Employment prospects and skill acquisition of apprenticeship-trained workers in Germany
AbstractUsing data from the German Socio-Economic Panel for 1984-90, the author analyzes the entrance of young individuals into the German labor market, comparing the experience of apprenticeship graduates to that of graduates from universities, full-time vocational schools, and secondary schools. Apprentices experienced fewer unemployment spells in the transition to their first full-time employment than did non-apprentices. Among apprentices, those trained in large firms had the smoothest transition to employment; once employed, however, apprentices (whether they stayed in their training firm or not) and non-apprentices had similar job stability (as measured by tenure). An estimated 70% of apprenticeship trainees left their training firm within a five-year period. These findings are consistent with the view that apprenticeship training develops general, portable skills rather than firm-specific skills. (Abstract courtesy JSTOR.)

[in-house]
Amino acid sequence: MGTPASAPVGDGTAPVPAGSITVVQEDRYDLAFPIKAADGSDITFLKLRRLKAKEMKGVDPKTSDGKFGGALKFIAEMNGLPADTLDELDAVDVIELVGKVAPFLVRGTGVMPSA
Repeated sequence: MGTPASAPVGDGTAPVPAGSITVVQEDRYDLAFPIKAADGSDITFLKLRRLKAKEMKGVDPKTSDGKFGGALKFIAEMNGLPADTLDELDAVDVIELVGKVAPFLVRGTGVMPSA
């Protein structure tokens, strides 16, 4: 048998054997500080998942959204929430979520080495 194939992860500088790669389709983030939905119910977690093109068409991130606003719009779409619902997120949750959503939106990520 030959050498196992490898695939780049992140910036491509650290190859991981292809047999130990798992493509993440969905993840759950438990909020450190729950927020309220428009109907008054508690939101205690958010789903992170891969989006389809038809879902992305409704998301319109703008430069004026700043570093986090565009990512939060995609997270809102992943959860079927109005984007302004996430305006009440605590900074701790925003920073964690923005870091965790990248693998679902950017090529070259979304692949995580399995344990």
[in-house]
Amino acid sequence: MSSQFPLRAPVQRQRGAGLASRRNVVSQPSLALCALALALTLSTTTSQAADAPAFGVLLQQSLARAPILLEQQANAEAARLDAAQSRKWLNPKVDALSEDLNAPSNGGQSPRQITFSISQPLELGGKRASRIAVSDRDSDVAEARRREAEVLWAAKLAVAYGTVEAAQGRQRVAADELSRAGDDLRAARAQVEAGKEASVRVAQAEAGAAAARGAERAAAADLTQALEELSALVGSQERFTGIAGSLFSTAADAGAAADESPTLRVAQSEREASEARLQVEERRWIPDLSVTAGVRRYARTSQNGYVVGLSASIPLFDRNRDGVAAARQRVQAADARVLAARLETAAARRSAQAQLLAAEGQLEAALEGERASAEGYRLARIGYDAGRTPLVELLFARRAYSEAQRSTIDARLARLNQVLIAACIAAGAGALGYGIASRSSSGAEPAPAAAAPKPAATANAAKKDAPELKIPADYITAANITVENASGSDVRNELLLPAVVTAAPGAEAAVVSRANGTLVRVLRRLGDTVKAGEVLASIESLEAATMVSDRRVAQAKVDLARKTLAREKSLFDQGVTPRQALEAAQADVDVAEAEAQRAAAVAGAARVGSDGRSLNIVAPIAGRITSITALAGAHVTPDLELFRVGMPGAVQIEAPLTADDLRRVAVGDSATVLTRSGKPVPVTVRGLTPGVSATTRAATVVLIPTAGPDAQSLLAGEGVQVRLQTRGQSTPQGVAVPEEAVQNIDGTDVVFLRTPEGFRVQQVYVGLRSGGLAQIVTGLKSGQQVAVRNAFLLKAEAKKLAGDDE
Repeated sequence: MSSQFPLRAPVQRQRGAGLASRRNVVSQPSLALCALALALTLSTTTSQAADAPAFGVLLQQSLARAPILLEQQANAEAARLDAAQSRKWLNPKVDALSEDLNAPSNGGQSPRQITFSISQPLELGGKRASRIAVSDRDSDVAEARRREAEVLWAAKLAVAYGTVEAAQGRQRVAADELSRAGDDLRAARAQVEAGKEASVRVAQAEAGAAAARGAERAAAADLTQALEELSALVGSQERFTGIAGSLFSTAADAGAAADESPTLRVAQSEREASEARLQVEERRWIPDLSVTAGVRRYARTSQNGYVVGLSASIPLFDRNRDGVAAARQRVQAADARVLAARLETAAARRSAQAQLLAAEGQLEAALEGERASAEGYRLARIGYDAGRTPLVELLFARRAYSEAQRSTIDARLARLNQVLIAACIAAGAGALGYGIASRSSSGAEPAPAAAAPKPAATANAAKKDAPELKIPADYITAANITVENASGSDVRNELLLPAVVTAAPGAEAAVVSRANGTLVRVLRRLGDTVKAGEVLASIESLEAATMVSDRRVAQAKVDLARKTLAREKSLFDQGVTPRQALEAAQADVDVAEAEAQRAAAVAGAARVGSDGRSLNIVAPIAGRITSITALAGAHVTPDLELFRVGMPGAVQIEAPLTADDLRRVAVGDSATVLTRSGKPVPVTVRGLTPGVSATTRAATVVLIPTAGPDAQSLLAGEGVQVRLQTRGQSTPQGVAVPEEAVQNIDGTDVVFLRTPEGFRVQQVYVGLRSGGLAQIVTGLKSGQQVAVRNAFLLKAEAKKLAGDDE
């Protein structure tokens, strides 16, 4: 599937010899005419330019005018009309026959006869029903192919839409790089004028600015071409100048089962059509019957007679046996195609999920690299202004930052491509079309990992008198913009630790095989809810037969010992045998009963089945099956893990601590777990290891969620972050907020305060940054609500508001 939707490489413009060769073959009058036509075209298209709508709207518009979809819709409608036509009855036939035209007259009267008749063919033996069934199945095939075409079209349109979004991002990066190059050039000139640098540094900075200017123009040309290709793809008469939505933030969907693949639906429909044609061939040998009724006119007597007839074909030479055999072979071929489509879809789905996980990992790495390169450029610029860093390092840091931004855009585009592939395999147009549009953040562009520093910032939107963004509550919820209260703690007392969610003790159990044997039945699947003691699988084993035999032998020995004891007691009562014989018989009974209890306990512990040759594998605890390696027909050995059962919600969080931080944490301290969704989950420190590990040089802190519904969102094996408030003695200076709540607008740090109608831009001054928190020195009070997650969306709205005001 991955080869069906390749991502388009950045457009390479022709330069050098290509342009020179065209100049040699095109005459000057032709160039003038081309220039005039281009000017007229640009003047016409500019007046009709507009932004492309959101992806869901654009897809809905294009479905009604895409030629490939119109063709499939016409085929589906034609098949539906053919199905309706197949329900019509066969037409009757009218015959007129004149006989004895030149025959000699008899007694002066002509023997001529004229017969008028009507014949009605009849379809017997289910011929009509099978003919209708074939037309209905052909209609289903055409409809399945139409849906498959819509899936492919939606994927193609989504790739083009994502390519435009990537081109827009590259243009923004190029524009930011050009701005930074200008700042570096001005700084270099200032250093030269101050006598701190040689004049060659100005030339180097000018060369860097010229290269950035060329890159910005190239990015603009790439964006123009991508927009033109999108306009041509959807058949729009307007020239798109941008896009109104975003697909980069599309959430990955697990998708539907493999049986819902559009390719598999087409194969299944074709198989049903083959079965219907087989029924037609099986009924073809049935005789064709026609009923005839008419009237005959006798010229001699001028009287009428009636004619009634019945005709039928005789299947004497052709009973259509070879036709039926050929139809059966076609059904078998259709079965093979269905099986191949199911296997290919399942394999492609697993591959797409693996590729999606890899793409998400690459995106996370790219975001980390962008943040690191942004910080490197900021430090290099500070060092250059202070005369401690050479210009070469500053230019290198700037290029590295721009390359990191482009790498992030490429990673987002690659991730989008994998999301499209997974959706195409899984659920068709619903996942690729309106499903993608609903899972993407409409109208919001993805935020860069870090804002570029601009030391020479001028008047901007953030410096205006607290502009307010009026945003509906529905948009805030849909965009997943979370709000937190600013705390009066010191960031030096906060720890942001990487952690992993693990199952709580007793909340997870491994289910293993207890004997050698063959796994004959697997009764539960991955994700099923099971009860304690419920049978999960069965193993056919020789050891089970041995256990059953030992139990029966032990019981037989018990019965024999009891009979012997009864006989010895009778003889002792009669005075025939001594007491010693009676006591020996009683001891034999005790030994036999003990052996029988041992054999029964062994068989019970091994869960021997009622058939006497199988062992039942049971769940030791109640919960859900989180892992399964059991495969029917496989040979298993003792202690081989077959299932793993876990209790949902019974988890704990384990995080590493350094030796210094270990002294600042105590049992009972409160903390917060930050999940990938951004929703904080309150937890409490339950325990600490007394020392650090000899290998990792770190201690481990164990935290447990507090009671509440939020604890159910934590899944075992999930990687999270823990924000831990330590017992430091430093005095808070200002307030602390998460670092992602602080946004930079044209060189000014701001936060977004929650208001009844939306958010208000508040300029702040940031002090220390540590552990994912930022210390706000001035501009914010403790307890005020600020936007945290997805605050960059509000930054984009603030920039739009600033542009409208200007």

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Bibliographic InfoArticle provided by ILR Review, Cornell University, ILR School in its journal ILR Review.
Volume (Year): 49 (1996)
Issue (Month): 4 (July)
Postal: 381 Ives East, Cornell University, Ithaca, NY 14853-3901
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